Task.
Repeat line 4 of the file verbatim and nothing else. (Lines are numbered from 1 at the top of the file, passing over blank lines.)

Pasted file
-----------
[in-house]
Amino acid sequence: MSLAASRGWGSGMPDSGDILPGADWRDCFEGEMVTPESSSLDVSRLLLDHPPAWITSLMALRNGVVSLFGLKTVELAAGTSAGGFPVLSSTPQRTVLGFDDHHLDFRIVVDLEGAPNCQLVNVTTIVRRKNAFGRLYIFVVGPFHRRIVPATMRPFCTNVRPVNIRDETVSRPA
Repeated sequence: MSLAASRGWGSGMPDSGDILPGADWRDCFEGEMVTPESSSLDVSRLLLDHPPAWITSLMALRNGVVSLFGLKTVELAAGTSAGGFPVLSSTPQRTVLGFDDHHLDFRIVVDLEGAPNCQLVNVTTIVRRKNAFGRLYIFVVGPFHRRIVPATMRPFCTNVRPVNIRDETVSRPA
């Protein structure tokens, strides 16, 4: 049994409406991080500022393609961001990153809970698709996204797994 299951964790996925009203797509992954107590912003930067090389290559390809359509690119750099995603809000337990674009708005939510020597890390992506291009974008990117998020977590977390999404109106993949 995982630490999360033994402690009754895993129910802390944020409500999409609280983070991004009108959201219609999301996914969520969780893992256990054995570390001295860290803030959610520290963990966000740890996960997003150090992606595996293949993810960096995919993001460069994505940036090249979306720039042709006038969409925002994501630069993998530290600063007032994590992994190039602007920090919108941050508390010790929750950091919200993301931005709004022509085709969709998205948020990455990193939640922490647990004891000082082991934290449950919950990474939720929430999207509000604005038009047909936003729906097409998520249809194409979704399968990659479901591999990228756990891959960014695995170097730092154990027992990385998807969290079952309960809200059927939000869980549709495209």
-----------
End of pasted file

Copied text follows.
């Protein structure tokens, strides 16, 4: 049994409406991080500022393609961001990153809970698709996204797994 299951964790996925009203797509992954107590912003930067090389290559390809359509690119750099995603809000337990674009708005939510020597890390992506291009974008990117998020977590977390999404109106993949 995982630490999360033994402690009754895993129910802390944020409500999409609280983070991004009108959201219609999301996914969520969780893992256990054995570390001295860290803030959610520290963990966000740890996960997003150090992606595996293949993810960096995919993001460069994505940036090249979306720039042709006038969409925002994501630069993998530290600063007032994590992994190039602007920090919108941050508390010790929750950091919200993301931005709004022509085709969709998205948020990455990193939640922490647990004891000082082991934290449950919950990474939720929430999207509000604005038009047909936003729906097409998520249809194409979704399968990659479901591999990228756990891959960014695995170097730092154990027992990385998807969290079952309960809200059927939000869980549709495209």